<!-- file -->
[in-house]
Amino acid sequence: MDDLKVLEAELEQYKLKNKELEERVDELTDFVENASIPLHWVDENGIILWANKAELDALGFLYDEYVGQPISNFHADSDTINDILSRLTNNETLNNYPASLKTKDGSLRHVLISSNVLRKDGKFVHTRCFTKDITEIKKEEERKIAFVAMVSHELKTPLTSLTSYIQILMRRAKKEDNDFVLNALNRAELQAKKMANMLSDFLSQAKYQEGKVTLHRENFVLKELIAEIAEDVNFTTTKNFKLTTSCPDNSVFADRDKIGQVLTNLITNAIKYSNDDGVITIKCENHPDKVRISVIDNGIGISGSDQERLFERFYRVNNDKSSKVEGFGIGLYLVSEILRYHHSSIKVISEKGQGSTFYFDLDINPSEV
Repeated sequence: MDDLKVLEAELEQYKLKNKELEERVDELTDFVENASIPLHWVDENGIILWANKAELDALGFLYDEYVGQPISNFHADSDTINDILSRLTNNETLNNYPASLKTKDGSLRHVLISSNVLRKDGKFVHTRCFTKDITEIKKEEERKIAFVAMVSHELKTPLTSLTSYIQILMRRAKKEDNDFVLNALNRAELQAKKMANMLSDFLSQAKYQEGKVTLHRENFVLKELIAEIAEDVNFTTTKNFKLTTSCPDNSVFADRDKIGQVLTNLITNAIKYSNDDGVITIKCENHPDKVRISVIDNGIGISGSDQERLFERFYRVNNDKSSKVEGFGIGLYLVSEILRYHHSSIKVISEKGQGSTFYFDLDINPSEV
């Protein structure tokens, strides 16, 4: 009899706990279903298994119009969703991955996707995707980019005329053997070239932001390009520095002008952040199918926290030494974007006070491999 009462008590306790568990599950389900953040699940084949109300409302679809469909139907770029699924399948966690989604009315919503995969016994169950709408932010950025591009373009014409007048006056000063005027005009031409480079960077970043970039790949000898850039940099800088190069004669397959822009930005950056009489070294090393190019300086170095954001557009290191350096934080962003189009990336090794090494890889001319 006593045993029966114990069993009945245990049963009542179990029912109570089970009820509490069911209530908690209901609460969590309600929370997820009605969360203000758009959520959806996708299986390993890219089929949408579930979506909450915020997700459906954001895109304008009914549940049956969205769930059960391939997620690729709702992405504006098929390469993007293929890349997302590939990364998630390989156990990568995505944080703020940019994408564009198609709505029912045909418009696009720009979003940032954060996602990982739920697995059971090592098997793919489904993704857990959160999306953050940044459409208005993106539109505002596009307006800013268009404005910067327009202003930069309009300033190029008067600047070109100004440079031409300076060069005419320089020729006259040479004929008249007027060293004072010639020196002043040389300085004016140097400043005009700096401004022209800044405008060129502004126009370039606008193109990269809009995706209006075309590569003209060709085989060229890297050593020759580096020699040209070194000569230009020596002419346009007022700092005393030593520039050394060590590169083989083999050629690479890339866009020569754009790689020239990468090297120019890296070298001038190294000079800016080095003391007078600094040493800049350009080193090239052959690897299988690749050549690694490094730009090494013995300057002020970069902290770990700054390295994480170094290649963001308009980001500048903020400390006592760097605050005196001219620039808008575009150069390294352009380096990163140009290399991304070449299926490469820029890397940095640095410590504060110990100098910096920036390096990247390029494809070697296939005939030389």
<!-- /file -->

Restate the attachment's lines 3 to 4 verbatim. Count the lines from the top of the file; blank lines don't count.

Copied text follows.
Repeated sequence: MDDLKVLEAELEQYKLKNKELEERVDELTDFVENASIPLHWVDENGIILWANKAELDALGFLYDEYVGQPISNFHADSDTINDILSRLTNNETLNNYPASLKTKDGSLRHVLISSNVLRKDGKFVHTRCFTKDITEIKKEEERKIAFVAMVSHELKTPLTSLTSYIQILMRRAKKEDNDFVLNALNRAELQAKKMANMLSDFLSQAKYQEGKVTLHRENFVLKELIAEIAEDVNFTTTKNFKLTTSCPDNSVFADRDKIGQVLTNLITNAIKYSNDDGVITIKCENHPDKVRISVIDNGIGISGSDQERLFERFYRVNNDKSSKVEGFGIGLYLVSEILRYHHSSIKVISEKGQGSTFYFDLDINPSEV
């Protein structure tokens, strides 16, 4: 009899706990279903298994119009969703991955996707995707980019005329053997070239932001390009520095002008952040199918926290030494974007006070491999 009462008590306790568990599950389900953040699940084949109300409302679809469909139907770029699924399948966690989604009315919503995969016994169950709408932010950025591009373009014409007048006056000063005027005009031409480079960077970043970039790949000898850039940099800088190069004669397959822009930005950056009489070294090393190019300086170095954001557009290191350096934080962003189009990336090794090494890889001319 006593045993029966114990069993009945245990049963009542179990029912109570089970009820509490069911209530908690209901609460969590309600929370997820009605969360203000758009959520959806996708299986390993890219089929949408579930979506909450915020997700459906954001895109304008009914549940049956969205769930059960391939997620690729709702992405504006098929390469993007293929890349997302590939990364998630390989156990990568995505944080703020940019994408564009198609709505029912045909418009696009720009979003940032954060996602990982739920697995059971090592098997793919489904993704857990959160999306953050940044459409208005993106539109505002596009307006800013268009404005910067327009202003930069309009300033190029008067600047070109100004440079031409300076060069005419320089020729006259040479004929008249007027060293004072010639020196002043040389300085004016140097400043005009700096401004022209800044405008060129502004126009370039606008193109990269809009995706209006075309590569003209060709085989060229890297050593020759580096020699040209070194000569230009020596002419346009007022700092005393030593520039050394060590590169083989083999050629690479890339866009020569754009790689020239990468090297120019890296070298001038190294000079800016080095003391007078600094040493800049350009080193090239052959690897299988690749050549690694490094730009090494013995300057002020970069902290770990700054390295994480170094290649963001308009980001500048903020400390006592760097605050005196001219620039808008575009150069390294352009380096990163140009290399991304070449299926490469820029890397940095640095410590504060110990100098910096920036390096990247390029494809070697296939005939030389």